Major shale-oil drillers are dreading the prospect of $100-a-barrel crude on fears it will tempt less-disciplined rivals to expand output and create a new supply glut.
Asian liquefied natural gas (LNG) traders are rushing to secure shipments from the US, where prices are among the cheapest in the world, amid a dash to replenish supply before the winter.
Multiple shale gas exploration wells are being drilled in the remote Beetaloo basin in Australia’s Northern Territory and recent results have raised expectations that the area could be on par with shale gas plays in North America. Significantly, investors could finally find out whether the shale play is commercial by the end of next year.
Positive shale gas exploration results in Australia’s remote Northern Territory have seen UK-listed Falcon Oil & Gas’ share price treble since Friday on expectations that the Beetaloo basin could be on par with shale gas plays in North America.
China’s Sinopec has discovered another 34.029 billion cubic metres (cm) of gas reserves at the Zhongjiang field in the Sichuan basin. Total gas reserves in the basin now stand at 106.1 billion cm, said the Chinese national oil company.
First came the production discipline, and now here’s the cash.
Marathon Oil Corp. used to represent everything that was wrong with U.S. shale: enormous debtloads, lavish executive pay and a seeming willingness to spend whatever it took to boost output. The company hemorrhaged money, and the stock plunged 84% from a peak in 2014 through the end of last year.
“This time is different” may be the most dangerous words in business: billions of dollars have been lost betting that history won’t repeat itself. And yet now, in the oil world, it looks like this time really will be.
The merger of Cabot Oil & Gas Corp. with Cimarex Energy Co. announced Monday has confounded investors and analysts, leaving them to question the logic behind a tie-up that the companies say will increase diversification.
Energy Voice considers the prospect of an oil supercycle and its potential supply crunch, rising demand, and triple digit oil prices.
Japanese companies are increasingly focused on upstream portfolio rationalisation, with divestment of non-operated stakes in smaller oil, as well as other non-core assets, expected to accelerate, research from Wood Mackenzie shows.
The Securities and Exchange Commission has been largely silent on the financial wreckage of the U.S. shale industry in recent years, but that may be about to change.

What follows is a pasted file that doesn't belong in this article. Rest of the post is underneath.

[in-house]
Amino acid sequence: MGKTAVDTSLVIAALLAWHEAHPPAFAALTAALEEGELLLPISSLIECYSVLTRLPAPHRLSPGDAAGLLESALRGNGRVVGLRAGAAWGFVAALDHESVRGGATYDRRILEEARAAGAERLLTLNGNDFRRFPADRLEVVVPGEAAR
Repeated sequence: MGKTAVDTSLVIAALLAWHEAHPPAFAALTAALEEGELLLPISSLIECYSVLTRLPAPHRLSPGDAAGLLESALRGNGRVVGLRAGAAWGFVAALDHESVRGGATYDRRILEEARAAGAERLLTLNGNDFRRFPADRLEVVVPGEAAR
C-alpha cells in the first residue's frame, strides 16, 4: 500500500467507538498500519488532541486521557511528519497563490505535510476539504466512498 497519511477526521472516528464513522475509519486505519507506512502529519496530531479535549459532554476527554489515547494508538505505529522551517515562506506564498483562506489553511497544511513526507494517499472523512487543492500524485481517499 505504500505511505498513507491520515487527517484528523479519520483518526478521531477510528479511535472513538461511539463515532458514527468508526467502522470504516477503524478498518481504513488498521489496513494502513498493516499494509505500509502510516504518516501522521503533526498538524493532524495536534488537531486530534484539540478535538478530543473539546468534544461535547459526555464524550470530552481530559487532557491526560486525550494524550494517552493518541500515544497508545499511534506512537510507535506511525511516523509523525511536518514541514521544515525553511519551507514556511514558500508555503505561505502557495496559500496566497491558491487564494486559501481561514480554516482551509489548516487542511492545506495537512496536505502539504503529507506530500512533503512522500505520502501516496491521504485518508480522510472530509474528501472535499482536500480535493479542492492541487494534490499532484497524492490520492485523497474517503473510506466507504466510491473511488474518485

Oil demand will grow at “a little over 4 million barrels per day” in 2021, King Abdullah Petroleum Studies and Research Centre (KAPSARC) president Adam Sieminski has predicted.
Demand in Europe and the US may have peaked already, the heads of three trading companies have said, but growth will be sustained by Asia.
America’s oil production will never again reach the record 13 million barrels a day set earlier this year, just before the pandemic devastated global demand, according to Occidental Petroleum Corp.
Schlumberger, the world’s largest oilfield services company, agreed to sell its US fracking business to a smaller rival following a collapse in demand.
As oil prices tick up to $40 a barrel following a pandemic-induced plunge, there’s a sense the shale industry is snapping back to life with Continental Resources Inc., EOG Resources Inc. and Parsley Energy Inc. all saying they’re restarting closed wells.
The coronavirus pandemic has triggered the “largest drop in global energy investment in history”, the International Energy Agency (IEA) has said, launching its World Energy Investment 2020 report.
Demand for hydraulic fracturing services in shale plays across the United States is expected to reach rock bottom in May and stay low in the summer before a recovery begins in the fall, the Norwegian global energy research firm Rystad Energy reported.
There could be 10 million barrels per day more of supply than demand in March and April this year, according to IHS Markit.
America’s nascent status as a net petroleum exporter is already at risk as plunging oil prices threaten domestic production and give a leg-up to world’s biggest producers.
Weir Group has announced it is preparing to exit its struggling oil and gas business, bringing uncertainty for 50 Aberdeen jobs.
Last month, two days before the latest government prediction that U.S. shale production would hit new heights, an oil industry conference in Houston opened with a clip of Eeyore making one of his bleak utterings: “End of the road, nothing to do and no hope of things getting better.”
INEOS has launched a five-year partnership with the Mercedes-AMG Petronas F1 Team.
The oil major Exxon Mobil is not planning to give up its status as the top driller in Texas.